Worried About a Friend? Use Your E.D.G.E.

Students don’t always know how to help someone they care about who might be experiencing bullying, suicidal thoughts or other problems. This can help.
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Imagine that you’re scrolling through your favorite social media feed. You see a picture of your friend, Joe. He looks sad, and the caption reads, “I don’t know how long I can take it.” Suddenly, you’re worried. Obviously, Joe is struggling with something. You want to help, but you feel a little lost. What should you do?

Students encounter this kind of situation all the time. Their friends are struggling with bullying, depression, school violence, dating violence and suicidal thoughts. Students might want to help, but they don’t know how. That’s why Power Up, Speak Out! gives students a road map. It’s called using your E.D.G.E. And you can do it, too. Here’s how to start.

Using an example like Joe, begin by letting students know that you’re going to give them a tool for situations like this. On a board, write down the acronym E.D.G.E., and explain what it stands for: Empathize; Don’t Judge; Give Resources; and Encourage. Explore each idea. 



Ask your students what empathy is. If they need some help, describe empathy as the ability to understand and share someone else’s feelings.

Ask questions like, “Why would it be important to let Joe know you empathize?” You want students to recognize that Joe might be scared or embarrassed to talk about his problems. If students can let him know they want to understand what he’s going through, that can really open up communication. 

Have students brainstorm what they could say to Joe to show empathy. If they need suggestions, offer a few statements such as: “Sounds like you’re having a hard time. Do you want to talk?” Or, “I want to understand what you’re going through.”


Don’t Judge

Explain that if Joe feels judged, he probably won’t want to talk about his problems. See if students can come up with some questions they shouldn’t ask Joe. Some questions to avoid might be, “Why would you post something depressing like that?” “Why do you act that way?” Or, “Why do you let your situation get you down?” 

Have students come up with a list of nonjudgmental things they could say. Offer suggestions: “I’m here to listen.” “You’re not alone.” “I want to help. What can I do to support you?”


Give Resources

Make it clear that students don’t have to solve Joe’s problems. Whether he opens up to them about his problems or not, they can offer other resources. Also, giving Joe choices can help empower him to feel like he’s capable about making decisions of what to do next.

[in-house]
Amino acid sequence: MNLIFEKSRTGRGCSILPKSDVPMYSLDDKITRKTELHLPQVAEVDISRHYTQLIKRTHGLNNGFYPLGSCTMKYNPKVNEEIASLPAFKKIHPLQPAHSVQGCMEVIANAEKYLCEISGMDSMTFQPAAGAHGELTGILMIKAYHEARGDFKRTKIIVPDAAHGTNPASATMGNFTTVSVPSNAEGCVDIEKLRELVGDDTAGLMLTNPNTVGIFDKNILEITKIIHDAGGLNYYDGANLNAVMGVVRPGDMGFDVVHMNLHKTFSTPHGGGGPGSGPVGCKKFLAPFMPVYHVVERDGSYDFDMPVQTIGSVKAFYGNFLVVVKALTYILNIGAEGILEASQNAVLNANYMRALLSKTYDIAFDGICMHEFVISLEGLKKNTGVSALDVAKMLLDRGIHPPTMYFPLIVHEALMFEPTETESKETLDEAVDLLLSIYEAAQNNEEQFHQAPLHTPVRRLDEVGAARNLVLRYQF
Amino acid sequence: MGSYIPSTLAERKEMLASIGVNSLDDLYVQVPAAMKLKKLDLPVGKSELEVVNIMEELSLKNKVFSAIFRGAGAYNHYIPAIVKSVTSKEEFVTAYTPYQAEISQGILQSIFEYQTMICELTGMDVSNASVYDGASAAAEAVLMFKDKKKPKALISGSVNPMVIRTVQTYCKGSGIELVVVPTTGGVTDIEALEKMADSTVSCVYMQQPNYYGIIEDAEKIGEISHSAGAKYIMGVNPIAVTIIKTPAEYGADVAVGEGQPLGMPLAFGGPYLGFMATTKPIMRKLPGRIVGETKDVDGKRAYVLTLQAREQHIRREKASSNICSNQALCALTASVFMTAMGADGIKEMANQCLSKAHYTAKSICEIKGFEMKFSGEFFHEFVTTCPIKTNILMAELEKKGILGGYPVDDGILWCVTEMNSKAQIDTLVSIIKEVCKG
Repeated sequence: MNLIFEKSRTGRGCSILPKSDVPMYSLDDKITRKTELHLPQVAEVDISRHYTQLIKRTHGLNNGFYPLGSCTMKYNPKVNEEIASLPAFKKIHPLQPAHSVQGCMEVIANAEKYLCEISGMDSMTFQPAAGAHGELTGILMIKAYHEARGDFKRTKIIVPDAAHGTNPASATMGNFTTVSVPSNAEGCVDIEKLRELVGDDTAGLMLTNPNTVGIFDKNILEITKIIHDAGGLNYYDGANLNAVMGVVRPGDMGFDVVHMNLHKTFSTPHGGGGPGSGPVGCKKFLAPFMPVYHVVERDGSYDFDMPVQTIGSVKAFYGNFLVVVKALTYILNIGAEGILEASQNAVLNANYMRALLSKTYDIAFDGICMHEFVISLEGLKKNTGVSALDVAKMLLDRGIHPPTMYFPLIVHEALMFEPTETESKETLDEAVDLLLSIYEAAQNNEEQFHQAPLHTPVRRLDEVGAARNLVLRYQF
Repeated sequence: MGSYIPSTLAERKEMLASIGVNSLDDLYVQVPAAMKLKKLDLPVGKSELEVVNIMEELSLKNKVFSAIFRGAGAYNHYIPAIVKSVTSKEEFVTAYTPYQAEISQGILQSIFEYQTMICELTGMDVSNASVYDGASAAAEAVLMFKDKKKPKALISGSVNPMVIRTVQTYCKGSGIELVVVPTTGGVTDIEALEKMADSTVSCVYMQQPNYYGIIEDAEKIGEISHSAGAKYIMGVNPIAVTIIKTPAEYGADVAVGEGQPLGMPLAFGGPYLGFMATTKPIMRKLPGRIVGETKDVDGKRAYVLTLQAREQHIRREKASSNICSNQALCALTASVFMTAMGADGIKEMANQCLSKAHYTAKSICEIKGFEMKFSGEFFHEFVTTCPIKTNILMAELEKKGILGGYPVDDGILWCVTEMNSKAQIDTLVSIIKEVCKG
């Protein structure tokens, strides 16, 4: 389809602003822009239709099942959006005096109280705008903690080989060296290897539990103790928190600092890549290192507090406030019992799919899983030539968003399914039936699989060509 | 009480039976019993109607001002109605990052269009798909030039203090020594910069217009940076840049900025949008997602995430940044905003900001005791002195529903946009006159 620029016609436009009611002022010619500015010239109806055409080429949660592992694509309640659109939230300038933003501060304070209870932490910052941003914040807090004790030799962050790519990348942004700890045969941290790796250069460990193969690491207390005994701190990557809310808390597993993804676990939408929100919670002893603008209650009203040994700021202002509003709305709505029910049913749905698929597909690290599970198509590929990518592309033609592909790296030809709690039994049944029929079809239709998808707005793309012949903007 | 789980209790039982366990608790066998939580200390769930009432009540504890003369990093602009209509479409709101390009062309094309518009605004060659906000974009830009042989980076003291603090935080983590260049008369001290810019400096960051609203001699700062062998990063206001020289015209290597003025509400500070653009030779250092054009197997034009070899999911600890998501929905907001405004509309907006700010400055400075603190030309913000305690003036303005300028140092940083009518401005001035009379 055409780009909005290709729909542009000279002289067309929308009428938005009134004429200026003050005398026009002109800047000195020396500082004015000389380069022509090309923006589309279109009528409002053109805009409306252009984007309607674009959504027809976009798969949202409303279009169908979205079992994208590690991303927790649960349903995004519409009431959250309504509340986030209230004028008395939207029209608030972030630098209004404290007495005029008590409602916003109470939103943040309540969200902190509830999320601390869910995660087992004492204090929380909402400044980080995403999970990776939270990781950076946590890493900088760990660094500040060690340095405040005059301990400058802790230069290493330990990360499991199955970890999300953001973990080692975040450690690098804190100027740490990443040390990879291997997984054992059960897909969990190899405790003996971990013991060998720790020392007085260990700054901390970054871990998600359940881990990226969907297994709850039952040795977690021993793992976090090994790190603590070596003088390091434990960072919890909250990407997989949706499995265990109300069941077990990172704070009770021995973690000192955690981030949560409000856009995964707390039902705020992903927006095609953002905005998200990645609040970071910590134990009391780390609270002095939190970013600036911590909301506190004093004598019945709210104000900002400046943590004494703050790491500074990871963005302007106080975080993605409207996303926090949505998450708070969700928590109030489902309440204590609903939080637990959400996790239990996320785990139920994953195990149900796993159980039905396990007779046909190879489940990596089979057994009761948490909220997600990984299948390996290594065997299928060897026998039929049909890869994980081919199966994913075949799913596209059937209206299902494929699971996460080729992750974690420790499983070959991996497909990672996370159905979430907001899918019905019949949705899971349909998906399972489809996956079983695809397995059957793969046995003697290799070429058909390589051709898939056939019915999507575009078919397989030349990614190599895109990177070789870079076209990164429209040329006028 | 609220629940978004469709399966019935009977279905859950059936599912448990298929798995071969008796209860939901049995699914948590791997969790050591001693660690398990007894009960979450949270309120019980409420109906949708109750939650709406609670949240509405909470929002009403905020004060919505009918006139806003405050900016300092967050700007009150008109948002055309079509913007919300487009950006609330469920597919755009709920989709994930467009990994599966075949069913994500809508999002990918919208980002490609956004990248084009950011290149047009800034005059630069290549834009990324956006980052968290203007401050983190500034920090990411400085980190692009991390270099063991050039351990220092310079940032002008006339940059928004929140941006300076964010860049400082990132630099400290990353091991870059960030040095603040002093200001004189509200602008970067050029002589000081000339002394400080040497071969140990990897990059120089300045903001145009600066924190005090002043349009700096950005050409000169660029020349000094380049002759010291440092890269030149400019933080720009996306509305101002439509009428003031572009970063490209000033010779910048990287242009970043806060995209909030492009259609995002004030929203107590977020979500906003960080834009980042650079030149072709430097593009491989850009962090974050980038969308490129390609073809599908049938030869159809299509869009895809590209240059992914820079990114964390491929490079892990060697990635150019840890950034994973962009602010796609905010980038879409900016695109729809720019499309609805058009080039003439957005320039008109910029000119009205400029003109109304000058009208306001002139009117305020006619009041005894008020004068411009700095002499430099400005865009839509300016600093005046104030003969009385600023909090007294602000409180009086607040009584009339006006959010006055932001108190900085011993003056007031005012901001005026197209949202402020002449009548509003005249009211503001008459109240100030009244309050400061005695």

Have students make a list of resources available at their school for Joe. The list might include a school counselor, other teachers, coaches or parents. Then, have students make a second list of resources available outside of school. This might include national or local hotlines. 

When offering resources, be gentle. Don’t tell Joe things like, “Don’t be an idiot—go talk to the principal about it.” Avoid trying to push or guilt Joe into using the resources. Instead, try something like, “You have choices. I can tell you about some different people you could talk to.” Or ask, “What do you want to happen next?”

Read about the Crisis Text Line and how it serves young people who are increasingly turning to their phones to find support in the midst of a crisis.


In our example, Joe might be unresponsive. That’s OK. Maybe he’s embarrassed or ashamed. It might take time for him to feel ready to talk. In the meantime, encourage him. 

Have students make a list of things they could say to encourage future communication. They could say: “Anytime you want to talk to me, you can.” Or, “I care about you and I want you to feel better. Let me know if there’s anything I could do.”

Finally, if a friend had other information that made them think Joe might hurt himself or someone else, they need to talk to a trusted adult. Even if Joe wouldn’t want them to. If students are worried about anyone’s safety, it’s time to get a trusted adult involved.  

Students might worry about being a tattle tale, getting into trouble or losing Joe as a friend. However, it’s the right thing to do to get Joe the help he needs. Have students talk about their own fears about talking to a trusted adult concerning Joe. And then have them brainstorm ways that they can overcome their fears. 

After the lesson, type up and print out a cheat sheet with all the lists of things to say or to avoid saying. Label them clearly. Give a copy to each student.

Kids need to know that someone cares about them and wants to help them. Using E.D.G.E. can give students a concrete road map for potentially hard but much-needed conversations with their friends.

Check out Speak Up at School for strategies on how to respond to biased remarks and how to teach students to speak up, too.

Hoover is the communications manager and an educator for Power Up, Speak Out!

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